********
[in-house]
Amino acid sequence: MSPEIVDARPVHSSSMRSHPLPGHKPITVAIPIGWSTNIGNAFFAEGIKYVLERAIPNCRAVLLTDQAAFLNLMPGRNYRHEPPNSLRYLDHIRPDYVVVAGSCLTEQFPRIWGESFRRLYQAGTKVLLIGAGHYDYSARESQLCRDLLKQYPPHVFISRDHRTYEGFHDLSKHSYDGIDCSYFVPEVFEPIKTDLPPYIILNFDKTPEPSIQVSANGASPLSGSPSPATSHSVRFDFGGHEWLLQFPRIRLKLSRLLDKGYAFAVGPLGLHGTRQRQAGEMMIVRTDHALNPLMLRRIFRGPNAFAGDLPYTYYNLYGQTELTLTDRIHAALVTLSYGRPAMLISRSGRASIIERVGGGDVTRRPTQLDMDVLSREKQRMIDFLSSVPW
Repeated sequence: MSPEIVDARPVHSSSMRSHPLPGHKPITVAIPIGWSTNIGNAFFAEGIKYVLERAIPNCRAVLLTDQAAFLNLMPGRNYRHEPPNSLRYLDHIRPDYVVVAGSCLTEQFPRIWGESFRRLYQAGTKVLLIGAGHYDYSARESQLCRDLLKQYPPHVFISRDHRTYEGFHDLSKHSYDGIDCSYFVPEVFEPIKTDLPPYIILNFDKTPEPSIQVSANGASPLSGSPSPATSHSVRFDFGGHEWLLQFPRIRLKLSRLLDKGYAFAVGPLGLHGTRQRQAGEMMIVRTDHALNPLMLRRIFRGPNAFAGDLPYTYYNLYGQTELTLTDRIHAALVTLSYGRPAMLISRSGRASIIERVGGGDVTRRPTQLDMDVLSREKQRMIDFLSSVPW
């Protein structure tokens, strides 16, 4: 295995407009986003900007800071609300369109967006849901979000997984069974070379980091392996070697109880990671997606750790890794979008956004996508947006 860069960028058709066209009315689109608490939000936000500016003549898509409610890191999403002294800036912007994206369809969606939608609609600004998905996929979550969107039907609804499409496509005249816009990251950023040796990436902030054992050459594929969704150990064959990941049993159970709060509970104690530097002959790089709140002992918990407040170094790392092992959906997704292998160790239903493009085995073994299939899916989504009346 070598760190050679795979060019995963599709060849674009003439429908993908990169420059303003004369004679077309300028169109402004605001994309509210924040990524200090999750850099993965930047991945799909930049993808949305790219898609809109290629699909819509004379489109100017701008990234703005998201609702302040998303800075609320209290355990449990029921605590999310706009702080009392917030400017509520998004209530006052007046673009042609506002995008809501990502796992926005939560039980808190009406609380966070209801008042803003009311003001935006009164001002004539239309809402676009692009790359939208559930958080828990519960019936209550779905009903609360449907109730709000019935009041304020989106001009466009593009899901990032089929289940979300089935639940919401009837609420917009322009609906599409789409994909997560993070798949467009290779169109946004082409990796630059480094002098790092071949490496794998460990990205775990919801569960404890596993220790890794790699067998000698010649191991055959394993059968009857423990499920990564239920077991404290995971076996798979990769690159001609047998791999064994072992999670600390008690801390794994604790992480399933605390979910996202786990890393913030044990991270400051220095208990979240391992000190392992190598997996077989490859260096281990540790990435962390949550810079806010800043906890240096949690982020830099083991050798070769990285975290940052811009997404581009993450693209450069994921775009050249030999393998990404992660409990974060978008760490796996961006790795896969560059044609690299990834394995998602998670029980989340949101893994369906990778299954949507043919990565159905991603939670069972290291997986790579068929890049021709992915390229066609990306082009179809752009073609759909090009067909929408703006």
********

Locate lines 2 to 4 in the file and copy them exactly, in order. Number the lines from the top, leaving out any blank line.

Amino acid sequence: MSPEIVDARPVHSSSMRSHPLPGHKPITVAIPIGWSTNIGNAFFAEGIKYVLERAIPNCRAVLLTDQAAFLNLMPGRNYRHEPPNSLRYLDHIRPDYVVVAGSCLTEQFPRIWGESFRRLYQAGTKVLLIGAGHYDYSARESQLCRDLLKQYPPHVFISRDHRTYEGFHDLSKHSYDGIDCSYFVPEVFEPIKTDLPPYIILNFDKTPEPSIQVSANGASPLSGSPSPATSHSVRFDFGGHEWLLQFPRIRLKLSRLLDKGYAFAVGPLGLHGTRQRQAGEMMIVRTDHALNPLMLRRIFRGPNAFAGDLPYTYYNLYGQTELTLTDRIHAALVTLSYGRPAMLISRSGRASIIERVGGGDVTRRPTQLDMDVLSREKQRMIDFLSSVPW
Repeated sequence: MSPEIVDARPVHSSSMRSHPLPGHKPITVAIPIGWSTNIGNAFFAEGIKYVLERAIPNCRAVLLTDQAAFLNLMPGRNYRHEPPNSLRYLDHIRPDYVVVAGSCLTEQFPRIWGESFRRLYQAGTKVLLIGAGHYDYSARESQLCRDLLKQYPPHVFISRDHRTYEGFHDLSKHSYDGIDCSYFVPEVFEPIKTDLPPYIILNFDKTPEPSIQVSANGASPLSGSPSPATSHSVRFDFGGHEWLLQFPRIRLKLSRLLDKGYAFAVGPLGLHGTRQRQAGEMMIVRTDHALNPLMLRRIFRGPNAFAGDLPYTYYNLYGQTELTLTDRIHAALVTLSYGRPAMLISRSGRASIIERVGGGDVTRRPTQLDMDVLSREKQRMIDFLSSVPW
């Protein structure tokens, strides 16, 4: 295995407009986003900007800071609300369109967006849901979000997984069974070379980091392996070697109880990671997606750790890794979008956004996508947006 860069960028058709066209009315689109608490939000936000500016003549898509409610890191999403002294800036912007994206369809969606939608609609600004998905996929979550969107039907609804499409496509005249816009990251950023040796990436902030054992050459594929969704150990064959990941049993159970709060509970104690530097002959790089709140002992918990407040170094790392092992959906997704292998160790239903493009085995073994299939899916989504009346 070598760190050679795979060019995963599709060849674009003439429908993908990169420059303003004369004679077309300028169109402004605001994309509210924040990524200090999750850099993965930047991945799909930049993808949305790219898609809109290629699909819509004379489109100017701008990234703005998201609702302040998303800075609320209290355990449990029921605590999310706009702080009392917030400017509520998004209530006052007046673009042609506002995008809501990502796992926005939560039980808190009406609380966070209801008042803003009311003001935006009164001002004539239309809402676009692009790359939208559930958080828990519960019936209550779905009903609360449907109730709000019935009041304020989106001009466009593009899901990032089929289940979300089935639940919401009837609420917009322009609906599409789409994909997560993070798949467009290779169109946004082409990796630059480094002098790092071949490496794998460990990205775990919801569960404890596993220790890794790699067998000698010649191991055959394993059968009857423990499920990564239920077991404290995971076996798979990769690159001609047998791999064994072992999670600390008690801390794994604790992480399933605390979910996202786990890393913030044990991270400051220095208990979240391992000190392992190598997996077989490859260096281990540790990435962390949550810079806010800043906890240096949690982020830099083991050798070769990285975290940052811009997404581009993450693209450069994921775009050249030999393998990404992660409990974060978008760490796996961006790795896969560059044609690299990834394995998602998670029980989340949101893994369906990778299954949507043919990565159905991603939670069972290291997986790579068929890049021709992915390229066609990306082009179809752009073609759909090009067909929408703006």